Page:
Characterizing recipients of organs that have been subjected to a research intervention under existing regulatory requirements is one example. “The need for a precise legal and ethical analysis that maps the regulatory language and the complex process of donation and transplantation was needed,” says Glazier.
Much of the discussion in the field regarding deceased donor intervention research has been predicated on the assumption that recipients of these organs are human subjects — even if no research intervention or interaction will take place after transplantation. “The implications of that conclusion are numerous,” says Glazier.
Regulatory requirements for institutional review board (IRB) review and human research subject informed consent emphasize beneficence, autonomy, and transparency. “While these goals are appropriate, the process required does not comport with the realities of transplantation,” says Glazier.
Many ethical concerns will not be resolved merely by categorizing transplant recipients as human subjects. For example, the time-critical process of organ offers and the transplant candidate’s health status greatly reduce the ability for effective informed consent. Many individuals are incapacitated at the time of organ offer.
“Requiring human research subject informed consent at the time of organ offer could raise issues of undue influence, when the ability to receive an organ transplant is predicated on consent to participate in human subject research,” says Glazier.
Glazier would like to see changes that allow for vital research to be conducted, while addressing recipient informed consent in an ethically meaningful and realistic manner, given the complexities of the transplantation process.
“Although we conclude that transplant recipients of research organs may not be human subjects if no research intervention or interaction will take place, the need for effective informed consent remains ethically paramount,” says Glazier.
To expedite organ donor intervention research, the committee recommended that a centralized review process with a single IRB be used. “This would eliminate the need to have a separate IRB for each transplant center sign-off on it,” explains Childress.
To reduce delays, the committee recommended the following two-stage process of disclosing information to potential transplant recipients:
• The first stage would consist of informing potential recipients, at the time of intake or listing, about the possibility of being offered organs that were part of a research project, the different levels of risk associated with such organs, and the risks of declining an offer of a research organ.
Potential transplant recipients can indicate at that time whether they would be willing to consider a research organ, if offered. “Or, it could be more nuanced than that. For instance, the person might be willing to consider a minimal-risk organ,” says Childress. If a potential recipient declines, he or she will not be notified when a research organ becomes available.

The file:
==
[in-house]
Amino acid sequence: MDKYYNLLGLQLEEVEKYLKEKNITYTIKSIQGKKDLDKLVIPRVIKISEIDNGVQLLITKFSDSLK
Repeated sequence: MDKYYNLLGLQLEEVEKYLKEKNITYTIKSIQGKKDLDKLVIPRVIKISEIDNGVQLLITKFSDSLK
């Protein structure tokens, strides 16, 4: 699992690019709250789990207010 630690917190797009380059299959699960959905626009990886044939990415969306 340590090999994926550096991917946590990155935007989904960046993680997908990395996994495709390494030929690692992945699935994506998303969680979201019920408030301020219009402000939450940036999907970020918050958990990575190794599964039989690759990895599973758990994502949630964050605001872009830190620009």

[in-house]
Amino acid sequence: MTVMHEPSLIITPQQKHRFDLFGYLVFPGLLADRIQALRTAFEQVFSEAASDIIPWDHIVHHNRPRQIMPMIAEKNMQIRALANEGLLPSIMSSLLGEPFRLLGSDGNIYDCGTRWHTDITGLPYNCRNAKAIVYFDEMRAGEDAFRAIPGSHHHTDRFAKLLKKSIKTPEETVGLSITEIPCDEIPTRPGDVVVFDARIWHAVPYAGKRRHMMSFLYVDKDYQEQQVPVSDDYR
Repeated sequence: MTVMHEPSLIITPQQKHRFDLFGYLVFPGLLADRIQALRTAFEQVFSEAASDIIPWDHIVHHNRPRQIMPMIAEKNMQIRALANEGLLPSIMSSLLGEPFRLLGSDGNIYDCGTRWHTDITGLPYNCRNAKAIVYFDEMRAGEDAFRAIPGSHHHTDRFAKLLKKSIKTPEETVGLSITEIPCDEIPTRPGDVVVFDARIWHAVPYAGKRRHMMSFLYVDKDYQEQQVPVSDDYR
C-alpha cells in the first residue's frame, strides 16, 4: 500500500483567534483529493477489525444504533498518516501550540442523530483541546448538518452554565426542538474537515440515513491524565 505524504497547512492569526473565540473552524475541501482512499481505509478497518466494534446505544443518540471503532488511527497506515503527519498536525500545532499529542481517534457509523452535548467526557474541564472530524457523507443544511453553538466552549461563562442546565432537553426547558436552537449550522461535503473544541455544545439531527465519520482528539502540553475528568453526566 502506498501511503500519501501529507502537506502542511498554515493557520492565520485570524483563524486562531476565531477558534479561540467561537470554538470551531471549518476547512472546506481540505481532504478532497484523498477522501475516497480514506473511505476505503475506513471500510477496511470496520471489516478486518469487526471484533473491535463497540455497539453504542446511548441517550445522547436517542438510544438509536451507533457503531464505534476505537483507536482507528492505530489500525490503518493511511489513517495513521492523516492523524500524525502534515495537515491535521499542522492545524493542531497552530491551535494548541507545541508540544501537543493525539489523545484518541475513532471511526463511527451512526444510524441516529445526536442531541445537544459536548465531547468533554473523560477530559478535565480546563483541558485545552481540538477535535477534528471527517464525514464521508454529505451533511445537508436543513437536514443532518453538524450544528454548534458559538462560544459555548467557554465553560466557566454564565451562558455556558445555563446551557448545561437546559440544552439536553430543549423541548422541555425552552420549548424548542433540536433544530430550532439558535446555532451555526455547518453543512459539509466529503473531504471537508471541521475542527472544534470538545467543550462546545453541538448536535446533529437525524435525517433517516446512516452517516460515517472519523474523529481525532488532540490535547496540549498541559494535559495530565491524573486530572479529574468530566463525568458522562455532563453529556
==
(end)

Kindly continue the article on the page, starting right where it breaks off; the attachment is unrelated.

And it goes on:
• Transplant candidates who have agreed to consider research organs will be notified when a research organ becomes available, and will be informed about its risk level.
Giving patients the option of accepting a research organ mirrors the ongoing debate regarding older organ donors.5 “This is another factor like that, but in the research setting,” says Childress.
Currently, if a person wouldn’t consider a research organ at all but is offered one without anyone knowing the person’s preference, the organ is declined. The transplant team has lost a lot of time — and the organ is likely to be discarded.
“What this proposal does is reduce the chance that someone will decline an available organ when it is offered,” says Childress.
1. Organ Procurement and Transplantation Network. National data. Available at: http://bit.ly/29MwOt8. Accessed Dec. 14, 2017.
2. National Academies of Sciences, Engineering, and Medicine. Opportunities for organ donor intervention research: Saving lives by improving the quality and quantity of organs for transplantation. Washington, DC: The National Academies Press, 2017.
3. Childress JF. Organ donor research: Overcoming challenges, increasing opportunities. JAMA 2017 Oct 10. doi: 10.1001/jama.2017.16442. [Epub ahead of print]
4. Heffernan KG, Glazier AK. Are transplant recipients human subjects when research is conducted on organ donors? Hastings Cent Rep 2017; 47(5):10-14.
5. Querard AH, Foucher Y, Combescure C, et al. Comparison of survival outcomes between expanded criteria donor and standard criteria donor kidney transplant recipients: a systematic review and meta-analysis. Transpl Int 2016; 29(4):403-415.
• James F. Childress, PhD, John Allen Hollingsworth Professor of Ethics and Emeritus/Founding Director of the Institute for Practical Ethics and Public Life, University of Virginia, Charlottesville. Phone: (434) 924-6724. Email: email@example.com.
• Alexandra K. Glazier, Esq., President & CEO, New England Donor Services, Waltham, MA. Email: firstname.lastname@example.org.
Financial Disclosure: Consulting Editor Arthur R. Derse, MD, JD, Editor Jill Drachenberg, Editor Jesse Saffron, Editorial Group Manager Terrey L. Hatcher, and Author Stacey Kusterbeck report no consultant, stockholder, speakers’ bureau, research, or other financial relationships with companies having ties to this field of study.
Please update your cookie consent to make our free e-newsletters available to you by opting into marketing content.
If you are using an ad-blocker, you may also be unable to access our free content, you would need to enable scripts from marketo.com